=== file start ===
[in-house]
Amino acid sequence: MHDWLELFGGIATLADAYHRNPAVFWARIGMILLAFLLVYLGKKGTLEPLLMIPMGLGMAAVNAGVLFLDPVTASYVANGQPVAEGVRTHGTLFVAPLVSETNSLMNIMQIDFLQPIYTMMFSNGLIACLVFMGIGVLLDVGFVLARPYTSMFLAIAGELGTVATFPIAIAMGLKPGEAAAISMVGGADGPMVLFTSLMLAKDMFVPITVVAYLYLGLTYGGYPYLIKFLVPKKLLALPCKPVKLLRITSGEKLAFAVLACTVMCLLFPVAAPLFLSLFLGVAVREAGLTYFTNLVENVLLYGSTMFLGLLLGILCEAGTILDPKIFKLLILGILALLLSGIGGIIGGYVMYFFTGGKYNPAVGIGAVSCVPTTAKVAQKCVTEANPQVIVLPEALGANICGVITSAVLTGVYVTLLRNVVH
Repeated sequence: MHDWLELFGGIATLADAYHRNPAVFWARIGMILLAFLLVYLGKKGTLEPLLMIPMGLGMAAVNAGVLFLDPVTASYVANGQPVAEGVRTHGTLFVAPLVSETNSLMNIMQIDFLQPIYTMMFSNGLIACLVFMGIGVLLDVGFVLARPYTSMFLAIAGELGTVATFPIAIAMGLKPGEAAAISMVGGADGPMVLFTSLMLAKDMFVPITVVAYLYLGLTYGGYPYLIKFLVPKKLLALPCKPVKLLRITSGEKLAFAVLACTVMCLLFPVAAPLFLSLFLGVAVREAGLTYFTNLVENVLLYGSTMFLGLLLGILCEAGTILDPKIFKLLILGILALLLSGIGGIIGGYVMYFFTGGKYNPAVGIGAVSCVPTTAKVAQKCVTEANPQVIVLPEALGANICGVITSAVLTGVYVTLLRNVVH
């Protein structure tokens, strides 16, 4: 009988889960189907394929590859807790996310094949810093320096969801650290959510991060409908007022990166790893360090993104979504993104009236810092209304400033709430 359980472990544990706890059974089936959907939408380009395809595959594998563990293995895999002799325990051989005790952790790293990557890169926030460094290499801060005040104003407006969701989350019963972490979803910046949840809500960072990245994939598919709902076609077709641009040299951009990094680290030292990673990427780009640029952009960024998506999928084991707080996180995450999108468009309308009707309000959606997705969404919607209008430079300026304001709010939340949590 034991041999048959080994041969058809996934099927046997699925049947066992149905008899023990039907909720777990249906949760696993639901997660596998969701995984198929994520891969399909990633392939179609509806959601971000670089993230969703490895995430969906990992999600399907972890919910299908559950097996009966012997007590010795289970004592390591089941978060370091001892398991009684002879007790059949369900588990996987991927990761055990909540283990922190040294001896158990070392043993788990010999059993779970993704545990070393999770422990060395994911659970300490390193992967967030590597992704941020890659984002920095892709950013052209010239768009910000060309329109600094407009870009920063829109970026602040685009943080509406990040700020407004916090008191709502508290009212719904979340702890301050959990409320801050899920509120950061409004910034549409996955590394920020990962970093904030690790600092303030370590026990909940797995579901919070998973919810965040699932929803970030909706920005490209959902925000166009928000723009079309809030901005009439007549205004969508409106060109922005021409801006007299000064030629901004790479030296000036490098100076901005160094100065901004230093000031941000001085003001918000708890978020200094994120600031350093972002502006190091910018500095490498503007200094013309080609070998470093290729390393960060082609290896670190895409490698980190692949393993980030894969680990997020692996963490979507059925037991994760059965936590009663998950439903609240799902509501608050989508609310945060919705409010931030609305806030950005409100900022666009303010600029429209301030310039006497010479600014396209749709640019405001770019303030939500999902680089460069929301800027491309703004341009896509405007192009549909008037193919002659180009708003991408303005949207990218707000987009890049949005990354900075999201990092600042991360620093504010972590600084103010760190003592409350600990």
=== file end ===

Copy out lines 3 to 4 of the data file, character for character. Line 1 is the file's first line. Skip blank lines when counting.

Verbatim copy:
Repeated sequence: MHDWLELFGGIATLADAYHRNPAVFWARIGMILLAFLLVYLGKKGTLEPLLMIPMGLGMAAVNAGVLFLDPVTASYVANGQPVAEGVRTHGTLFVAPLVSETNSLMNIMQIDFLQPIYTMMFSNGLIACLVFMGIGVLLDVGFVLARPYTSMFLAIAGELGTVATFPIAIAMGLKPGEAAAISMVGGADGPMVLFTSLMLAKDMFVPITVVAYLYLGLTYGGYPYLIKFLVPKKLLALPCKPVKLLRITSGEKLAFAVLACTVMCLLFPVAAPLFLSLFLGVAVREAGLTYFTNLVENVLLYGSTMFLGLLLGILCEAGTILDPKIFKLLILGILALLLSGIGGIIGGYVMYFFTGGKYNPAVGIGAVSCVPTTAKVAQKCVTEANPQVIVLPEALGANICGVITSAVLTGVYVTLLRNVVH
């Protein structure tokens, strides 16, 4: 009988889960189907394929590859807790996310094949810093320096969801650290959510991060409908007022990166790893360090993104979504993104009236810092209304400033709430 359980472990544990706890059974089936959907939408380009395809595959594998563990293995895999002799325990051989005790952790790293990557890169926030460094290499801060005040104003407006969701989350019963972490979803910046949840809500960072990245994939598919709902076609077709641009040299951009990094680290030292990673990427780009640029952009960024998506999928084991707080996180995450999108468009309308009707309000959606997705969404919607209008430079300026304001709010939340949590 034991041999048959080994041969058809996934099927046997699925049947066992149905008899023990039907909720777990249906949760696993639901997660596998969701995984198929994520891969399909990633392939179609509806959601971000670089993230969703490895995430969906990992999600399907972890919910299908559950097996009966012997007590010795289970004592390591089941978060370091001892398991009684002879007790059949369900588990996987991927990761055990909540283990922190040294001896158990070392043993788990010999059993779970993704545990070393999770422990060395994911659970300490390193992967967030590597992704941020890659984002920095892709950013052209010239768009910000060309329109600094407009870009920063829109970026602040685009943080509406990040700020407004916090008191709502508290009212719904979340702890301050959990409320801050899920509120950061409004910034549409996955590394920020990962970093904030690790600092303030370590026990909940797995579901919070998973919810965040699932929803970030909706920005490209959902925000166009928000723009079309809030901005009439007549205004969508409106060109922005021409801006007299000064030629901004790479030296000036490098100076901005160094100065901004230093000031941000001085003001918000708890978020200094994120600031350093972002502006190091910018500095490498503007200094013309080609070998470093290729390393960060082609290896670190895409490698980190692949393993980030894969680990997020692996963490979507059925037991994760059965936590009663998950439903609240799902509501608050989508609310945060919705409010931030609305806030950005409100900022666009303010600029429209301030310039006497010479600014396209749709640019405001770019303030939500999902680089460069929301800027491309703004341009896509405007192009549909008037193919002659180009708003991408303005949207990218707000987009890049949005990354900075999201990092600042991360620093504010972590600084103010760190003592409350600990």